assumptions and model the effect on the security of the resulting

   Security is a property of systems rather than individual components.
   While it is quite possible that there are no royal roads to
   cryptanalysis and cryptanalysis of algorithms such as AES 128 is
   infeasible even for the nation state class adversaries, such
   adversaries are not limited to use of cryptanalytic attacks.

   Despite the rise of organized cyber-crime, many financial systems
   still employ weak cryptographic systems that are known to be
   vulnerable to cryptanalytic attacks that are well within the
   capabilities of the attackers.  But fraud based on such techniques
   remains vanishingly rare as it is much easier for the attackers to
   persuade bank customers to simply give their access credentials to
   the attacker.

   Even if a nation-state class attacker has a factoring attack which
   renders an attack on RSA-2048 feasible, it is almost certainly easier
   for a nation-state class attacker to compromise a system using
   RSA-2048 in other ways.  For example, persuading the target of the
   surveillance to use cryptographic devices with a random number
   generator that leaks a crib for the attacker.  Analyzing the second
   form of attack requires a different type of analysis which is
   addressed in the following section on social work factor.

1.4.  Defense in Depth

   The motivation behind introducing the concept of the hypothetical
   work factor is a long experience of seeing attempts to make security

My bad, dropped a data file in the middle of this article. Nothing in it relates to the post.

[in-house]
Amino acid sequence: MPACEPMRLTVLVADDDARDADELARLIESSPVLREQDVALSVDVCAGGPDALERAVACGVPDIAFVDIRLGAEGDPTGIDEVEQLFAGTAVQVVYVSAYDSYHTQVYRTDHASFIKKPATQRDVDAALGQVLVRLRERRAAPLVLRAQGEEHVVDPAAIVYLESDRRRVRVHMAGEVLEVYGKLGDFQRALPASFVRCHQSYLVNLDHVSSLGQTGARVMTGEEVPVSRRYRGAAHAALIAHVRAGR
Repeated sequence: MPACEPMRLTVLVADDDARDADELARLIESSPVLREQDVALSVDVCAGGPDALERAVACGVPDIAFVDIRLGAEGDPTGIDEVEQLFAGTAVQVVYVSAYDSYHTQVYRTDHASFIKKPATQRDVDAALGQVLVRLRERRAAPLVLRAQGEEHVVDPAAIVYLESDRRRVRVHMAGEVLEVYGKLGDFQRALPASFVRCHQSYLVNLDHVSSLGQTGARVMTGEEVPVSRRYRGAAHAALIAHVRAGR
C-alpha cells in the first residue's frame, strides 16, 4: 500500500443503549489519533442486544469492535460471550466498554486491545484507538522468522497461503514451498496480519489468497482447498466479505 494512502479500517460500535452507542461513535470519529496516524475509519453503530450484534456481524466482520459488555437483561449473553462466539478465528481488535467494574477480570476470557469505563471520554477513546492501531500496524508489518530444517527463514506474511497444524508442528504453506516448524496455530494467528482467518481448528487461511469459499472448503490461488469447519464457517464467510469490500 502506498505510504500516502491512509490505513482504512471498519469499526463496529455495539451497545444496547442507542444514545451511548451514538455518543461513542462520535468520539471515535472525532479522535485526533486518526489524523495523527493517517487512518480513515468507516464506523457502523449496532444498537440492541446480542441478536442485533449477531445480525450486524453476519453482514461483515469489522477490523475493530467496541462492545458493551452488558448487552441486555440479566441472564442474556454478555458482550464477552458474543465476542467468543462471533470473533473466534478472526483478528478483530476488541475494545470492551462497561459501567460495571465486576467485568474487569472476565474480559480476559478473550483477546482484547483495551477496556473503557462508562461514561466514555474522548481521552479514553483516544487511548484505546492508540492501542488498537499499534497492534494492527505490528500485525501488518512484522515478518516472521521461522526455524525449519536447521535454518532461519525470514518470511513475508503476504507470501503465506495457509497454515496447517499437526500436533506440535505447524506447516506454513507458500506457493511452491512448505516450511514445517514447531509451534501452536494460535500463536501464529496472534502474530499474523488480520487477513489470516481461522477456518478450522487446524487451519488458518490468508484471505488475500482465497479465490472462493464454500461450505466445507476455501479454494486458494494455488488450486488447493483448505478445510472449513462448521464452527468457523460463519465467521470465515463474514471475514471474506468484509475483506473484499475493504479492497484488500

protocols more robust being deflected by recourse to specious
   arguments based on the computational work factor.

   For example, consider the case in which a choice between a single
   security control and a defense in depth strategy is being considered:

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   o  Option A: Uses algorithm X for protection.

   o  Option B: Uses a combination of algorithm X and algorithm Y for
      protection such that the attacker must defeat both to break the
      system and algorithms based on different cryptographic principles
      are chosen so as to minimize the risk of a common failure mode.

   If the computational work factor for both algorithms X and Y is 2128,
   both options present the same work factor ratio.  Although Option B
   offers twice the security, it also requires twice the work.

   The argument that normally wins is that both options present the same
   computational work factor ratio of 2128, Option A is simpler and
   therefore Option A should be chosen.  This despite the obvious fact
   that only Option B offers defense in depth.

   If we consider the adversary of being capable of performing a work
   factor ratio of 280 and the probability the attacker has discovered
   an attack capable of breaking algorithms X and Y to be 10% in each
   case, the probability that the attacker can break Option A is 10%
   while the probability that an attack on Option B is only 1%, a
   significant improvement.

   While Option B clearly offers a significant potential improvement in
   security, this improvement is only fully realized if the
   probabilities of a feasible attack are independent.

1.5.  Mutual Reinforcement

   The defense in depth approach affords a significant improvement in
   security but an improvement that is incremental rather than
   exponential in character.  With mutual reinforcement we design the
   mechanism such that in addition to requiring the attacker to break
   each of the component algorithms, the difficulty of the attacks is

   For example, consider the use of a Deterministic Random Number
   Generator R(s,n) which returns a sequence of values R(s,1), R(s,2)?
   from an initial seed s.

   Two major concerns in the design of such generators are the